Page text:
On April 5, 2017, Venezuelan police reportedly clashed violently with student protesters on the campus of Tachira Experimental University (UNET), as they demonstrated against a controversial ruling by the Supreme Court one week earlier.
On March 29, the Supreme Court had issued a ruling through which it indefinitely assumed the National Assembly’s legislative functions, ostensibly based on accusations that members of opposition parties had been elected to the body improperly. The ruling sparked major controversy in Venezuela and abroad, with critics charging that it would provide President Nicolas Maduro with unchecked executive power. Protests erupted throughout the country, and continued for several days after the ruling.
According to reports, the April 5 clashes began when students blocked roads near the campus, and the police attempted to disperse them. The protests continued on campus as hooded students threw stones and molotov cocktails, while police responded with stones, tear-gas and shotgun pellets. Reports indicated that at least 21 students were treated for teargas inhalation and shotgun wounds. On April 6, university authorities ordered classes temporarily suspended.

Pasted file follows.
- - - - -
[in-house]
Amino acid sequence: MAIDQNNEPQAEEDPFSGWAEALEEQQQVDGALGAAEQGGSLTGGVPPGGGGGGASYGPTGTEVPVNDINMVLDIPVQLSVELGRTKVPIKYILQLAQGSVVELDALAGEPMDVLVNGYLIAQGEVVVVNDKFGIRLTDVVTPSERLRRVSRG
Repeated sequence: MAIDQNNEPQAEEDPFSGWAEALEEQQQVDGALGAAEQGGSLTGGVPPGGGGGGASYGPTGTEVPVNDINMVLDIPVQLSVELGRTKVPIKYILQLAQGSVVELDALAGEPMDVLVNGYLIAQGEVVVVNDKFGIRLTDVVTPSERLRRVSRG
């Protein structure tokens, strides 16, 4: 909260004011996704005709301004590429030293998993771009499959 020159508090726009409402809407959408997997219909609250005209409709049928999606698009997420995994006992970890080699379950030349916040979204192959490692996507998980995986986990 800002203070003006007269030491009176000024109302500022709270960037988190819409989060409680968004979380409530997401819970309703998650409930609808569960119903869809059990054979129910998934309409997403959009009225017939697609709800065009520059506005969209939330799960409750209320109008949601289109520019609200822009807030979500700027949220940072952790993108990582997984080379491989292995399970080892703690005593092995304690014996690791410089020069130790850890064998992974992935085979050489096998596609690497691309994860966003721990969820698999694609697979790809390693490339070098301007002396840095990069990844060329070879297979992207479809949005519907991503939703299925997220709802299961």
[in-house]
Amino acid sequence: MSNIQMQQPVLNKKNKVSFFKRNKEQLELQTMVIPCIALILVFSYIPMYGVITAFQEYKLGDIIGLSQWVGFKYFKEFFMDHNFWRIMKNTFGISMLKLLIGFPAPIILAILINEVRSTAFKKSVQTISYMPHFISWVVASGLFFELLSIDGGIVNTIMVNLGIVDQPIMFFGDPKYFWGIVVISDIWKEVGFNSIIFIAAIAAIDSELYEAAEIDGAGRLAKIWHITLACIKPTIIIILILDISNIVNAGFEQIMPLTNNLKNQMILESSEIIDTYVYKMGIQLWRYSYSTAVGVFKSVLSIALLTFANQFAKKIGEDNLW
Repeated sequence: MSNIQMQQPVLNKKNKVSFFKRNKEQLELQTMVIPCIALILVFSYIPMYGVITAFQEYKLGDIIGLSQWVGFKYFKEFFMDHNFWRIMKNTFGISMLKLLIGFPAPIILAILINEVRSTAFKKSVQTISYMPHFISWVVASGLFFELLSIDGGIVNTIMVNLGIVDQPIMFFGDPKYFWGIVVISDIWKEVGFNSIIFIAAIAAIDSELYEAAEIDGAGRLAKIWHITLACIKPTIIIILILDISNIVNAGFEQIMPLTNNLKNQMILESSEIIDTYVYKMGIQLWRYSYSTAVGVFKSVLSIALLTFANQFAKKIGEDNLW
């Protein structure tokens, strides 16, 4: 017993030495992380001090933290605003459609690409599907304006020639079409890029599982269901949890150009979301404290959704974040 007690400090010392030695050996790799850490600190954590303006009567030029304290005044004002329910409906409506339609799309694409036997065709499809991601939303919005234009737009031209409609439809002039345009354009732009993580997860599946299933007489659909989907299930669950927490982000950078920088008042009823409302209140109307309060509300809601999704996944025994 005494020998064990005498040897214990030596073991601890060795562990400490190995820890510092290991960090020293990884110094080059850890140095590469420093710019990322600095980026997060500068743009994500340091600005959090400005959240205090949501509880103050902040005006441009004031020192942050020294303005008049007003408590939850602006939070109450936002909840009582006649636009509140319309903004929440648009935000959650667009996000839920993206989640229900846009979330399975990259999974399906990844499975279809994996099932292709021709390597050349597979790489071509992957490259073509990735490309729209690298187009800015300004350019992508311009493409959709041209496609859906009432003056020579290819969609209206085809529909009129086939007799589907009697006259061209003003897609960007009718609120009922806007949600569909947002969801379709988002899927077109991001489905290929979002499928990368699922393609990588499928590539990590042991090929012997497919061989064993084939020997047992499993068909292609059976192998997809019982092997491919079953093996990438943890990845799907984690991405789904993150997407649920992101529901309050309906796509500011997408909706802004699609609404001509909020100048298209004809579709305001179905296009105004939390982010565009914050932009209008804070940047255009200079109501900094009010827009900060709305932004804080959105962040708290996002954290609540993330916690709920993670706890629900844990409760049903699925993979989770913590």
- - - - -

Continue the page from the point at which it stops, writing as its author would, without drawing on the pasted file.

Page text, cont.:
Scholars at Risk is concerned about violence on campus. While state authorities have a legitimate interest in maintaining order and protecting property, they must do so in ways that are proportional to the situation, minimize the risk of physical injury, and otherwise respect the right to free expression. Use of excessive force in response to campus protest unnecessarily increases the risk of physical harm to individuals and undermines academic freedom and institutional autonomy. Likewise, while students have the right to free expression and assembly, those rights must be exercised in a manner that is consistent with university values including non-violence and social responsibility.